Two days before the show, I settled on the name milk. It looks so bare and exposed written there, just as I would be on the night. To confess I’m not crazy about it, but other options included (but were not limited to) stereotypes surrounding my Jewish descent, among them DJ Kitke, Shakshuka and Jewess. I made the cover image for social and SoundCloud on Powerpoint while the graphic designers sat around me laughing and throwing breadcrumbs in my hair.
I was given the 7.30pm opening slot at The House of Machines on a balmy Wednesday evening (sensationalised) and told not to play house, electro or black metal. The instruction was actually “just play hip-hop” – one of the most difficult genres to mix. Unlike house, where the end and beginning have that continuous doof, doof, doof beat that’s practically designed for beat-matching, hip-hop begins and ends in arbitrary places. Sometimes there’s an actual narrative in which Kelly Rowland is texting Nelly off of an Excel spreadsheet, but who am I to dictate the standards of a poetic genre.
The big debut
Dressed in an all-black, Stüssy-Vans delight, I was collected Wednesday afternoon in an Uber, DJ controller in hand – box, styrofoam protectors and all. It was not as glamorous as I’d hoped. We set up and I had one maybe two maybe three shots of whiskey.
The moment right before I started playing was just like the time I vomited on my maths exam, but once I looked at the crowd of friends and semi-attractive men now stunned by the female DJ before them, the nerves began to fade. I opened with ‘Hip Hop Hooray’ and within minutes, had the audience waving their hands from side to side, either for fear of breaking my heart, or genuine enthusiasm. It didn’t take long for me to tear my note and tracklist-filled binder to shreds, and throw it into the air like confetti (sensationalised).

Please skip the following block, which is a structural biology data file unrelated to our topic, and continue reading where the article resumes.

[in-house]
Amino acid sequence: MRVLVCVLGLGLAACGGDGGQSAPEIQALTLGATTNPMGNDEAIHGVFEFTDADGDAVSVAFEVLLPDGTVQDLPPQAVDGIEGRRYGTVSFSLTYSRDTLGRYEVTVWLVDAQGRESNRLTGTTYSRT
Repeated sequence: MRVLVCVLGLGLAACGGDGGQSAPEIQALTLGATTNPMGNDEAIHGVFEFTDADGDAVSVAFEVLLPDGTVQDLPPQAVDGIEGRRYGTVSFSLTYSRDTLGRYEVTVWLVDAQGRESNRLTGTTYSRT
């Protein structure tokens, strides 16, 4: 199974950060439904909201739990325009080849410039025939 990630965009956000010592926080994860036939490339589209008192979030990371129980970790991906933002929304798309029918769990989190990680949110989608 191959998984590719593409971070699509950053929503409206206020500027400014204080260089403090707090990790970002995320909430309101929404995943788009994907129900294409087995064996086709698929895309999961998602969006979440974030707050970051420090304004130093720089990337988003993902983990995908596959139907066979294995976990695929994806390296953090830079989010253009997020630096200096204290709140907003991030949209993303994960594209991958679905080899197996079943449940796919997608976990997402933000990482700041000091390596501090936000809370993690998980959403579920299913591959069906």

I’ll spare you further you-had-to-be-there anecdotes, but for the most part, things went according to plan. Although my mixing was far from perfect, and I improvised for the last 15 minutes, I was surprised by how much the crowd enjoyed that I was enjoying what I was doing, and by the rare occasion of seeing a female DJ up on that stage (sensationalised – it was a table).
In the days following my moments of fame, I’ve received invitations to DJ at everything from house parties to my beauty salon's end-of-year function. While I'm working on getting better (and getting a better DJ name too), I've also been focused on remaining humble. Although my performance exceeded expectations etc., etc., I also get the feeling that a lot of post-set attention has to do with my being a woman. I know that I have the option of throwing in the towel now that the experiment is over, but in a city where every second person is a "DJ" – and yet no women seem to be – I'm not about to get off your Soundcloud feed just yet.
I'm glad that the takeaway has been about making my mark in a world where female presence is sorely lacking, as much as it has been about my mixtape. Having said that, it will be dropping soon.
While I have the mic, I’d like to send a shout-out to the friends that helped make this piece possible: Nick, Keke, and Scott for their unwavering guidance, and to the Superbalist office at large for their patience during mild anxiety attacks suffered. A special thank you to The House of Machinesfor both hosting and taking a chance on me.